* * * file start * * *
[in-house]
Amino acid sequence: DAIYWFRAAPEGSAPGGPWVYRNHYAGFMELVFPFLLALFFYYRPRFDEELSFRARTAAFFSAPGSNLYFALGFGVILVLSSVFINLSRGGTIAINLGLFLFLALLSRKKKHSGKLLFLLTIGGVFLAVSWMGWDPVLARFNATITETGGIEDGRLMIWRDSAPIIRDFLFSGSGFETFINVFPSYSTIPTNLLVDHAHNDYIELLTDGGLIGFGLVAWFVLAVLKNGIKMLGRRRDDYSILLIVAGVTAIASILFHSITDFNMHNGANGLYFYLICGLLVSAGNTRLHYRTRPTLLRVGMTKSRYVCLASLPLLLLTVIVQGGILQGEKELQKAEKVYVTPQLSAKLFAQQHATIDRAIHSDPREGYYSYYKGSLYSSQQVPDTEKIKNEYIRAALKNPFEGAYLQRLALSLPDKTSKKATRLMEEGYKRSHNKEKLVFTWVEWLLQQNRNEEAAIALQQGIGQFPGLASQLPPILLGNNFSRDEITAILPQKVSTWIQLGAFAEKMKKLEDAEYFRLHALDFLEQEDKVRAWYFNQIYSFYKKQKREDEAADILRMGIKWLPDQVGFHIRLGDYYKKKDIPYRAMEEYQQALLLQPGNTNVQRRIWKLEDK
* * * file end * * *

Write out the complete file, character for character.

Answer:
[in-house]
Amino acid sequence: DAIYWFRAAPEGSAPGGPWVYRNHYAGFMELVFPFLLALFFYYRPRFDEELSFRARTAAFFSAPGSNLYFALGFGVILVLSSVFINLSRGGTIAINLGLFLFLALLSRKKKHSGKLLFLLTIGGVFLAVSWMGWDPVLARFNATITETGGIEDGRLMIWRDSAPIIRDFLFSGSGFETFINVFPSYSTIPTNLLVDHAHNDYIELLTDGGLIGFGLVAWFVLAVLKNGIKMLGRRRDDYSILLIVAGVTAIASILFHSITDFNMHNGANGLYFYLICGLLVSAGNTRLHYRTRPTLLRVGMTKSRYVCLASLPLLLLTVIVQGGILQGEKELQKAEKVYVTPQLSAKLFAQQHATIDRAIHSDPREGYYSYYKGSLYSSQQVPDTEKIKNEYIRAALKNPFEGAYLQRLALSLPDKTSKKATRLMEEGYKRSHNKEKLVFTWVEWLLQQNRNEEAAIALQQGIGQFPGLASQLPPILLGNNFSRDEITAILPQKVSTWIQLGAFAEKMKKLEDAEYFRLHALDFLEQEDKVRAWYFNQIYSFYKKQKREDEAADILRMGIKWLPDQVGFHIRLGDYYKKKDIPYRAMEEYQQALLLQPGNTNVQRRIWKLEDK